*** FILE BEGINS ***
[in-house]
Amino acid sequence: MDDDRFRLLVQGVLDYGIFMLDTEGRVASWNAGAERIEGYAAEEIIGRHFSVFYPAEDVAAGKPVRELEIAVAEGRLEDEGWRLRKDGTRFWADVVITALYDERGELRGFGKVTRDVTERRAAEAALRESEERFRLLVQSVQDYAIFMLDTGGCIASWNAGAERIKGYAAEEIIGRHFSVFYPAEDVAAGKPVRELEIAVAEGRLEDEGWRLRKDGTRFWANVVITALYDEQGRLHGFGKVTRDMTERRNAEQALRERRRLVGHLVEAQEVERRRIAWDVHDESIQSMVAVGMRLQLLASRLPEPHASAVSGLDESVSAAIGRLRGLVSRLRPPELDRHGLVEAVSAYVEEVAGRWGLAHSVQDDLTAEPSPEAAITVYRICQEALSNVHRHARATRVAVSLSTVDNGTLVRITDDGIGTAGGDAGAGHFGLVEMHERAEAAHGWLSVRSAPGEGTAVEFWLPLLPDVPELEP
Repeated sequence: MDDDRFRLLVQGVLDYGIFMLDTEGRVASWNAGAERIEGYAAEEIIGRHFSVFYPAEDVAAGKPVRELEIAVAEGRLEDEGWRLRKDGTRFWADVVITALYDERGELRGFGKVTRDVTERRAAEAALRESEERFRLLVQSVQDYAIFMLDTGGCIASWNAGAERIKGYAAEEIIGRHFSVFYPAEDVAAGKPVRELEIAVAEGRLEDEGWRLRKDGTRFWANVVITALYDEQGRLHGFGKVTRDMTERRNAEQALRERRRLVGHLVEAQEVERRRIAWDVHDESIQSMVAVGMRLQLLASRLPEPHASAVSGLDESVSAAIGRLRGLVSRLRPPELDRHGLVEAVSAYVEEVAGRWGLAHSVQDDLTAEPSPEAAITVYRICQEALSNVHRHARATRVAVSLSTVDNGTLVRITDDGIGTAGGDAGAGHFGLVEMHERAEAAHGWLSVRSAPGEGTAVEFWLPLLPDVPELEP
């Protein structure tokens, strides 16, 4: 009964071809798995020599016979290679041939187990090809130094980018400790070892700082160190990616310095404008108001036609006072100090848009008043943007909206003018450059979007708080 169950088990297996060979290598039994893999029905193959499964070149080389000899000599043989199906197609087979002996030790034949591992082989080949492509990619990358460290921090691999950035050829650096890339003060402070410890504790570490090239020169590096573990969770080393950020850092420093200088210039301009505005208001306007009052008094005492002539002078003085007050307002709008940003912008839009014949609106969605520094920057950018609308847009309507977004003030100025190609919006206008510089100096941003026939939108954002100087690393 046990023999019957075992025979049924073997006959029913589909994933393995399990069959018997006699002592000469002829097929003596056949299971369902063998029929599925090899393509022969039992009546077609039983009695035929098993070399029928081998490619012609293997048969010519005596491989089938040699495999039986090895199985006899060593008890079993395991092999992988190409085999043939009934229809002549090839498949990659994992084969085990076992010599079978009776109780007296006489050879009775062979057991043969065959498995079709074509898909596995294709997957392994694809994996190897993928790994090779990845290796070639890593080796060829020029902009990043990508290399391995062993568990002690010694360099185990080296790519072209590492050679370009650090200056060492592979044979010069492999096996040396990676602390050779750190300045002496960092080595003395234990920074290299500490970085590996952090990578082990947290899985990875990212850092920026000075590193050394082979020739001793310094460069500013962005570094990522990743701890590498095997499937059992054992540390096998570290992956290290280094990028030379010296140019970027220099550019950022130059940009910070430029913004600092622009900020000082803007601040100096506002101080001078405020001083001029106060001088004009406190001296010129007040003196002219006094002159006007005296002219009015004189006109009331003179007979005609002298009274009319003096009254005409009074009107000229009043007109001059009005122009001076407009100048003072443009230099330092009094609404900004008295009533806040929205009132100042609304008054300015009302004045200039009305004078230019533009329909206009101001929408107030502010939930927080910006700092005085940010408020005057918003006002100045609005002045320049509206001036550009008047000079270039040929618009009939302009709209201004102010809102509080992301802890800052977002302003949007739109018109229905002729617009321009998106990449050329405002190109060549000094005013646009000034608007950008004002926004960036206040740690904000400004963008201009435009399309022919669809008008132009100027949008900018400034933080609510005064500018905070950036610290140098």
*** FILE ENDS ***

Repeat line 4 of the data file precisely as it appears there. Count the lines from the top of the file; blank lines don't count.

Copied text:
């Protein structure tokens, strides 16, 4: 009964071809798995020599016979290679041939187990090809130094980018400790070892700082160190990616310095404008108001036609006072100090848009008043943007909206003018450059979007708080 169950088990297996060979290598039994893999029905193959499964070149080389000899000599043989199906197609087979002996030790034949591992082989080949492509990619990358460290921090691999950035050829650096890339003060402070410890504790570490090239020169590096573990969770080393950020850092420093200088210039301009505005208001306007009052008094005492002539002078003085007050307002709008940003912008839009014949609106969605520094920057950018609308847009309507977004003030100025190609919006206008510089100096941003026939939108954002100087690393 046990023999019957075992025979049924073997006959029913589909994933393995399990069959018997006699002592000469002829097929003596056949299971369902063998029929599925090899393509022969039992009546077609039983009695035929098993070399029928081998490619012609293997048969010519005596491989089938040699495999039986090895199985006899060593008890079993395991092999992988190409085999043939009934229809002549090839498949990659994992084969085990076992010599079978009776109780007296006489050879009775062979057991043969065959498995079709074509898909596995294709997957392994694809994996190897993928790994090779990845290796070639890593080796060829020029902009990043990508290399391995062993568990002690010694360099185990080296790519072209590492050679370009650090200056060492592979044979010069492999096996040396990676602390050779750190300045002496960092080595003395234990920074290299500490970085590996952090990578082990947290899985990875990212850092920026000075590193050394082979020739001793310094460069500013962005570094990522990743701890590498095997499937059992054992540390096998570290992956290290280094990028030379010296140019970027220099550019950022130059940009910070430029913004600092622009900020000082803007601040100096506002101080001078405020001083001029106060001088004009406190001296010129007040003196002219006094002159006007005296002219009015004189006109009331003179007979005609002298009274009319003096009254005409009074009107000229009043007109001059009005122009001076407009100048003072443009230099330092009094609404900004008295009533806040929205009132100042609304008054300015009302004045200039009305004078230019533009329909206009101001929408107030502010939930927080910006700092005085940010408020005057918003006002100045609005002045320049509206001036550009008047000079270039040929618009009939302009709209201004102010809102509080992301802890800052977002302003949007739109018109229905002729617009321009998106990449050329405002190109060549000094005013646009000034608007950008004002926004960036206040740690904000400004963008201009435009399309022919669809008008132009100027949008900018400034933080609510005064500018905070950036610290140098």